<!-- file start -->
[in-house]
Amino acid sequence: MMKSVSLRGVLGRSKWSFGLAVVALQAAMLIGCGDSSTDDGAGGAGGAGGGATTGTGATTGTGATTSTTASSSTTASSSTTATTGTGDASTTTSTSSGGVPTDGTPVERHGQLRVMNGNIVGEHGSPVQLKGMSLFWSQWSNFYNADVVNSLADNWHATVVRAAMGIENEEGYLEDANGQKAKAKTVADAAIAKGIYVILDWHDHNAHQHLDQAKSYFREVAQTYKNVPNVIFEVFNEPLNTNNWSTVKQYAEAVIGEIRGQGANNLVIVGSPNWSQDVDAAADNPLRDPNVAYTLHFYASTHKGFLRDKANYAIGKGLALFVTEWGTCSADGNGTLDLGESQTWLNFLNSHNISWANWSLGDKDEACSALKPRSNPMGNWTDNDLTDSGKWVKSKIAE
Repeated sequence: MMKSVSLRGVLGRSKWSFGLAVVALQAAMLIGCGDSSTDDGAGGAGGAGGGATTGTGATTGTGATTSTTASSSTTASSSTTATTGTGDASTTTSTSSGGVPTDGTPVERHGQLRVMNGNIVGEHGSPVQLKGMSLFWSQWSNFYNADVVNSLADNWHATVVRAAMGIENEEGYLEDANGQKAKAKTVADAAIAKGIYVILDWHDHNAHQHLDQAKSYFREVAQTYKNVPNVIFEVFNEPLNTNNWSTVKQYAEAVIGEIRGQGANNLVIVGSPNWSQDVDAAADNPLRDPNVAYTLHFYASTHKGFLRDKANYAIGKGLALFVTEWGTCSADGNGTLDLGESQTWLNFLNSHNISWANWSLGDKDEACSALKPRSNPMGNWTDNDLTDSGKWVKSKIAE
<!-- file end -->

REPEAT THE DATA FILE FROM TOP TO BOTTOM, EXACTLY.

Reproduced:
[in-house]
Amino acid sequence: MMKSVSLRGVLGRSKWSFGLAVVALQAAMLIGCGDSSTDDGAGGAGGAGGGATTGTGATTGTGATTSTTASSSTTASSSTTATTGTGDASTTTSTSSGGVPTDGTPVERHGQLRVMNGNIVGEHGSPVQLKGMSLFWSQWSNFYNADVVNSLADNWHATVVRAAMGIENEEGYLEDANGQKAKAKTVADAAIAKGIYVILDWHDHNAHQHLDQAKSYFREVAQTYKNVPNVIFEVFNEPLNTNNWSTVKQYAEAVIGEIRGQGANNLVIVGSPNWSQDVDAAADNPLRDPNVAYTLHFYASTHKGFLRDKANYAIGKGLALFVTEWGTCSADGNGTLDLGESQTWLNFLNSHNISWANWSLGDKDEACSALKPRSNPMGNWTDNDLTDSGKWVKSKIAE
Repeated sequence: MMKSVSLRGVLGRSKWSFGLAVVALQAAMLIGCGDSSTDDGAGGAGGAGGGATTGTGATTGTGATTSTTASSSTTASSSTTATTGTGDASTTTSTSSGGVPTDGTPVERHGQLRVMNGNIVGEHGSPVQLKGMSLFWSQWSNFYNADVVNSLADNWHATVVRAAMGIENEEGYLEDANGQKAKAKTVADAAIAKGIYVILDWHDHNAHQHLDQAKSYFREVAQTYKNVPNVIFEVFNEPLNTNNWSTVKQYAEAVIGEIRGQGANNLVIVGSPNWSQDVDAAADNPLRDPNVAYTLHFYASTHKGFLRDKANYAIGKGLALFVTEWGTCSADGNGTLDLGESQTWLNFLNSHNISWANWSLGDKDEACSALKPRSNPMGNWTDNDLTDSGKWVKSKIAE